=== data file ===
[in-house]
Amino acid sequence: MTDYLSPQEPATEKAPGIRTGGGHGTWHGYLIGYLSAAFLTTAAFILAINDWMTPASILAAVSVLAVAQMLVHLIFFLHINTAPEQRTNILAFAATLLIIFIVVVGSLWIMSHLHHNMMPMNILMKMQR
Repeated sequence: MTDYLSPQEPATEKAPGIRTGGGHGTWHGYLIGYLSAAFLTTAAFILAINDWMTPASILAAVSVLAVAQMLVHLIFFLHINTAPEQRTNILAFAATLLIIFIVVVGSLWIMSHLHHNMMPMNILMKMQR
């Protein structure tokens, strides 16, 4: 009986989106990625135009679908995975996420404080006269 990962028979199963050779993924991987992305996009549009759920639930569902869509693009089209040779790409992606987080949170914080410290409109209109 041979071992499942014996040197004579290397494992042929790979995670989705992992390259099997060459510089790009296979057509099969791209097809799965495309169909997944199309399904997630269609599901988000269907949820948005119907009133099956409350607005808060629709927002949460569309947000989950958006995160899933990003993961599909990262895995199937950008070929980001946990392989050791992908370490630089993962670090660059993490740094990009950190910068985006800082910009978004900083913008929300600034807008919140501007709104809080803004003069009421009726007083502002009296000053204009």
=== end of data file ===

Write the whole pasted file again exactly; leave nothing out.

[in-house]
Amino acid sequence: MTDYLSPQEPATEKAPGIRTGGGHGTWHGYLIGYLSAAFLTTAAFILAINDWMTPASILAAVSVLAVAQMLVHLIFFLHINTAPEQRTNILAFAATLLIIFIVVVGSLWIMSHLHHNMMPMNILMKMQR
Repeated sequence: MTDYLSPQEPATEKAPGIRTGGGHGTWHGYLIGYLSAAFLTTAAFILAINDWMTPASILAAVSVLAVAQMLVHLIFFLHINTAPEQRTNILAFAATLLIIFIVVVGSLWIMSHLHHNMMPMNILMKMQR
């Protein structure tokens, strides 16, 4: 009986989106990625135009679908995975996420404080006269 990962028979199963050779993924991987992305996009549009759920639930569902869509693009089209040779790409992606987080949170914080410290409109209109 041979071992499942014996040197004579290397494992042929790979995670989705992992390259099997060459510089790009296979057509099969791209097809799965495309169909997944199309399904997630269609599901988000269907949820948005119907009133099956409350607005808060629709927002949460569309947000989950958006995160899933990003993961599909990262895995199937950008070929980001946990392989050791992908370490630089993962670090660059993490740094990009950190910068985006800082910009978004900083913008929300600034807008919140501007709104809080803004003069009421009726007083502002009296000053204009």